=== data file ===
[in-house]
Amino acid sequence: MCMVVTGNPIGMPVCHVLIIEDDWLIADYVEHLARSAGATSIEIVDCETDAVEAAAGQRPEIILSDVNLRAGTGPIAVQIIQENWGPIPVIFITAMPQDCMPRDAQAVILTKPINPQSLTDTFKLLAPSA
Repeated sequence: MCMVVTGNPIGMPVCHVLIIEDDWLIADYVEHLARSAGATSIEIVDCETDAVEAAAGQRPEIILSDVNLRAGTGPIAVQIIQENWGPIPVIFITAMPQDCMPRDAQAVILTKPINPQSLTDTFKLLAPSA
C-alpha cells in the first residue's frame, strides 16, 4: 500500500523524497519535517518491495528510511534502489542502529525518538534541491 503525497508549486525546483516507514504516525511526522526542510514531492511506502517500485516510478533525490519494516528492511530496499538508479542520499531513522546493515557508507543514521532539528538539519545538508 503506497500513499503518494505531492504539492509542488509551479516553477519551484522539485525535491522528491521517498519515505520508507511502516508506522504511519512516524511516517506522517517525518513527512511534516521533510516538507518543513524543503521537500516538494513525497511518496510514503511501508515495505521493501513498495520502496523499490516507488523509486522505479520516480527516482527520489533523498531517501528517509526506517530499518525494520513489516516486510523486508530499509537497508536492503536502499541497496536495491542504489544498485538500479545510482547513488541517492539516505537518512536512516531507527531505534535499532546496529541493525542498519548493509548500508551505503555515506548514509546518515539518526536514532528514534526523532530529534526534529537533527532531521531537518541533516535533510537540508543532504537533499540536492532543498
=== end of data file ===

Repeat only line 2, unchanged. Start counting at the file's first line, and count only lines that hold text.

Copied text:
Amino acid sequence: MCMVVTGNPIGMPVCHVLIIEDDWLIADYVEHLARSAGATSIEIVDCETDAVEAAAGQRPEIILSDVNLRAGTGPIAVQIIQENWGPIPVIFITAMPQDCMPRDAQAVILTKPINPQSLTDTFKLLAPSA